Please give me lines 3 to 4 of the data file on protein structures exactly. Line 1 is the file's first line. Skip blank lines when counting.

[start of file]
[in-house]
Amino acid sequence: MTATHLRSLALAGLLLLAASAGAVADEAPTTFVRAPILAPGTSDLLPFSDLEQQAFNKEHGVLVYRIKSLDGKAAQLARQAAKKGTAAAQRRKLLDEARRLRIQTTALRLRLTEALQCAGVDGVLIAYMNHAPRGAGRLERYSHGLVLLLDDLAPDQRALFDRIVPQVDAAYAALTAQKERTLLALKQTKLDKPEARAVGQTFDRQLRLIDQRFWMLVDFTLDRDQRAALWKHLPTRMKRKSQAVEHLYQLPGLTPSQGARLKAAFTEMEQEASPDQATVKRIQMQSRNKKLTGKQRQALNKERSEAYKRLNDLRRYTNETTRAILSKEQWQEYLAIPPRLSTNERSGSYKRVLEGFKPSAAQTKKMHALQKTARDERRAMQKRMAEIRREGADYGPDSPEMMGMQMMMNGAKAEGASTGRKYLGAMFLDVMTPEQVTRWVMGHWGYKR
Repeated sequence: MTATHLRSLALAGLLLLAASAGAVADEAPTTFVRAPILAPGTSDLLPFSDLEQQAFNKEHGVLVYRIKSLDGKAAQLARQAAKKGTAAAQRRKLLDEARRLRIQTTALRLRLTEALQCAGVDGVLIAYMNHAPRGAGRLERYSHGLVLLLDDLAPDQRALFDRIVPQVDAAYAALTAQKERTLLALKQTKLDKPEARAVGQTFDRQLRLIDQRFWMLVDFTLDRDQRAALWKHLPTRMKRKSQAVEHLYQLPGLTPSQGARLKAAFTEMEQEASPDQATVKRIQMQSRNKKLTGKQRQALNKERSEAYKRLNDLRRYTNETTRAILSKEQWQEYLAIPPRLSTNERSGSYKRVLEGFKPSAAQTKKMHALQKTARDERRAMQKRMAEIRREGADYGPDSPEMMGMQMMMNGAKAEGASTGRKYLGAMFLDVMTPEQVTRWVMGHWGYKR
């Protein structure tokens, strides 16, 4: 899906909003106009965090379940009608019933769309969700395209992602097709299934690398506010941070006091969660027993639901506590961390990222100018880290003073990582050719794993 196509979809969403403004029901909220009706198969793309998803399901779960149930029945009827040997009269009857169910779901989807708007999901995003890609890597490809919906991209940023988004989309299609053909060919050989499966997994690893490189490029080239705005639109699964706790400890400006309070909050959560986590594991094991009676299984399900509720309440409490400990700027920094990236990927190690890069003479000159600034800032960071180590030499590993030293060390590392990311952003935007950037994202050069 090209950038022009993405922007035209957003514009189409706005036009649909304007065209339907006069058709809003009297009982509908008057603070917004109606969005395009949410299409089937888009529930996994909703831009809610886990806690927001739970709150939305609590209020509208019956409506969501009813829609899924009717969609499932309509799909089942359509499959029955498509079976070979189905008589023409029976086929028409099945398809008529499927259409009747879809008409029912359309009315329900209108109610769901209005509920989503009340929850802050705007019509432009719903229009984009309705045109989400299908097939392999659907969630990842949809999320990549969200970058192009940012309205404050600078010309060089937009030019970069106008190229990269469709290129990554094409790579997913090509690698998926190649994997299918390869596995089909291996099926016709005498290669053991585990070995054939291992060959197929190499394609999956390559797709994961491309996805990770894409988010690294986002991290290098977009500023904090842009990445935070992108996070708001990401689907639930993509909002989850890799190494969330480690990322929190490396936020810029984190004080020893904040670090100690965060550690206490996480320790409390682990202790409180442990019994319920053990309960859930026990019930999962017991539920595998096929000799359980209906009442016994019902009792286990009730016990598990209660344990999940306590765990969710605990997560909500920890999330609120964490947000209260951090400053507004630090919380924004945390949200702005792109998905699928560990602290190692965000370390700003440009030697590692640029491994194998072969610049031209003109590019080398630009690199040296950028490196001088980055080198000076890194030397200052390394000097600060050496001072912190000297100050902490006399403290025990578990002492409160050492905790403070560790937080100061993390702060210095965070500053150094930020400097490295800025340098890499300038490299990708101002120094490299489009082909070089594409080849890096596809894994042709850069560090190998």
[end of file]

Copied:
Repeated sequence: MTATHLRSLALAGLLLLAASAGAVADEAPTTFVRAPILAPGTSDLLPFSDLEQQAFNKEHGVLVYRIKSLDGKAAQLARQAAKKGTAAAQRRKLLDEARRLRIQTTALRLRLTEALQCAGVDGVLIAYMNHAPRGAGRLERYSHGLVLLLDDLAPDQRALFDRIVPQVDAAYAALTAQKERTLLALKQTKLDKPEARAVGQTFDRQLRLIDQRFWMLVDFTLDRDQRAALWKHLPTRMKRKSQAVEHLYQLPGLTPSQGARLKAAFTEMEQEASPDQATVKRIQMQSRNKKLTGKQRQALNKERSEAYKRLNDLRRYTNETTRAILSKEQWQEYLAIPPRLSTNERSGSYKRVLEGFKPSAAQTKKMHALQKTARDERRAMQKRMAEIRREGADYGPDSPEMMGMQMMMNGAKAEGASTGRKYLGAMFLDVMTPEQVTRWVMGHWGYKR
């Protein structure tokens, strides 16, 4: 899906909003106009965090379940009608019933769309969700395209992602097709299934690398506010941070006091969660027993639901506590961390990222100018880290003073990582050719794993 196509979809969403403004029901909220009706198969793309998803399901779960149930029945009827040997009269009857169910779901989807708007999901995003890609890597490809919906991209940023988004989309299609053909060919050989499966997994690893490189490029080239705005639109699964706790400890400006309070909050959560986590594991094991009676299984399900509720309440409490400990700027920094990236990927190690890069003479000159600034800032960071180590030499590993030293060390590392990311952003935007950037994202050069 090209950038022009993405922007035209957003514009189409706005036009649909304007065209339907006069058709809003009297009982509908008057603070917004109606969005395009949410299409089937888009529930996994909703831009809610886990806690927001739970709150939305609590209020509208019956409506969501009813829609899924009717969609499932309509799909089942359509499959029955498509079976070979189905008589023409029976086929028409099945398809008529499927259409009747879809008409029912359309009315329900209108109610769901209005509920989503009340929850802050705007019509432009719903229009984009309705045109989400299908097939392999659907969630990842949809999320990549969200970058192009940012309205404050600078010309060089937009030019970069106008190229990269469709290129990554094409790579997913090509690698998926190649994997299918390869596995089909291996099926016709005498290669053991585990070995054939291992060959197929190499394609999956390559797709994961491309996805990770894409988010690294986002991290290098977009500023904090842009990445935070992108996070708001990401689907639930993509909002989850890799190494969330480690990322929190490396936020810029984190004080020893904040670090100690965060550690206490996480320790409390682990202790409180442990019994319920053990309960859930026990019930999962017991539920595998096929000799359980209906009442016994019902009792286990009730016990598990209660344990999940306590765990969710605990997560909500920890999330609120964490947000209260951090400053507004630090919380924004945390949200702005792109998905699928560990602290190692965000370390700003440009030697590692640029491994194998072969610049031209003109590019080398630009690199040296950028490196001088980055080198000076890194030397200052390394000097600060050496001072912190000297100050902490006399403290025990578990002492409160050492905790403070560790937080100061993390702060210095965070500053150094930020400097490295800025340098890499300038490299990708101002120094490299489009082909070089594409080849890096596809894994042709850069560090190998």